I think we can do more. If we want to attract more businesses to our city we need to make sure there is a place for them to go. Increasing development of commercial spaces in central areas to ensure accessibility and visibility is important, as well as improving recreational facilities and local events so people will want to move here. As for investors, Kamloops is an extremely attractive city right now we should be capitalizing on the attention we are getting from people leaving the more expensive areas like Vancouver and Kelowna. We should be seen as an opportunity for new and innovative companies such as the tech industry and non-traditional businesses. Although we need to be careful to not start selling out our city for monetary profit, we should make sure to consider the long term effects of proposals before approving major projects. 

4. Does the city’s snow removal budget need a boost in funding? Why or why not.

Yes. With the size of Kamloops and the number of areas we need to clear it is extremely important to look into how we can better provide this service. I know that many of the outlying areas like Barhartvale are often forgotten or left for days without proper clearing which becomes a safety concern. Each year we seem to go over budget and it should no longer be a surprise. We need to adapt to the climate change and look at other options, perhaps it is time to invest in higher capacity snow removal equipment, more equipment or look at having area specific contractors.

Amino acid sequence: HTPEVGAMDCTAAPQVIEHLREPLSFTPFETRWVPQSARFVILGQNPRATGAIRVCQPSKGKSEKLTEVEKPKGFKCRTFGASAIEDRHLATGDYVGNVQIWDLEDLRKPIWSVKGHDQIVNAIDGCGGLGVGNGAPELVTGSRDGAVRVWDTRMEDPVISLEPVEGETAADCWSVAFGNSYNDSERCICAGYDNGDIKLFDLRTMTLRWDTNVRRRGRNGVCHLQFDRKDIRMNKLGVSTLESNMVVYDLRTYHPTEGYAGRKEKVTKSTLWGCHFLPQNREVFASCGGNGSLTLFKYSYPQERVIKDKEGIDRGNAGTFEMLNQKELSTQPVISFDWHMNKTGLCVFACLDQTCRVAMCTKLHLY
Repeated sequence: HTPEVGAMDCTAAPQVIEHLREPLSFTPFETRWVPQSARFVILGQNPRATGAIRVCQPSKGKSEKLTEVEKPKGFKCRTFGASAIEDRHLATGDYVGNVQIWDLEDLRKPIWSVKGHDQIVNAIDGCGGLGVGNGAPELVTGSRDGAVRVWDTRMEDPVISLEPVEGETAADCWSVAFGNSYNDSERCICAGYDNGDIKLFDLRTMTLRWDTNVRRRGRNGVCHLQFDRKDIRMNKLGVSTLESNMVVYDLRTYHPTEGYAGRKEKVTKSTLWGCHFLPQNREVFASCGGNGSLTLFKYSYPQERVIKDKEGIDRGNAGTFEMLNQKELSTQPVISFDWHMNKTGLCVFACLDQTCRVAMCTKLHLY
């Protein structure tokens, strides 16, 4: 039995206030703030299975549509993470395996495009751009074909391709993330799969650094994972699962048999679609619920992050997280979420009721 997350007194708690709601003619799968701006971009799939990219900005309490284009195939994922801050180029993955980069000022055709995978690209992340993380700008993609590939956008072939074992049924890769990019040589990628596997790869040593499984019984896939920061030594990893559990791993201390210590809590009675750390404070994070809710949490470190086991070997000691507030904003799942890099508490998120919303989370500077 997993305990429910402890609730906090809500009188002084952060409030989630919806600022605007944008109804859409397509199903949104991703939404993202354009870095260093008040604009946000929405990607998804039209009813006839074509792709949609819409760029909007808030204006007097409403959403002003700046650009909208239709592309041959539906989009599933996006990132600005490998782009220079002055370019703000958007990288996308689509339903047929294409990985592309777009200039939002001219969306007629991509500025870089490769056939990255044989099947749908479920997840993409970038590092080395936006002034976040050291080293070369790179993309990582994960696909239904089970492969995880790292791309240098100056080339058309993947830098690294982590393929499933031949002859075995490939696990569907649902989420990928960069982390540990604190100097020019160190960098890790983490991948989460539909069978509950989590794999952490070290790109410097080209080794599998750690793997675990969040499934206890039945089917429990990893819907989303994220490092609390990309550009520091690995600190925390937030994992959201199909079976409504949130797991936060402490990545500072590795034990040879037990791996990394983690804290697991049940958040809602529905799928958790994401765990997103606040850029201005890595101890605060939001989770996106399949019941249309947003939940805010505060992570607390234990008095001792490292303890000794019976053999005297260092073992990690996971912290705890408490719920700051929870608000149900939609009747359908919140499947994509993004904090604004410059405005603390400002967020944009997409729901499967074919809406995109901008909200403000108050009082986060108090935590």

5. How would you propose city council deal with housing affordability concerns in Kamloops?

I am a supporter of the Kam Plan and would like to see more high density living throughout the cores of Kamloops. We should be finding ways to expedite the paperwork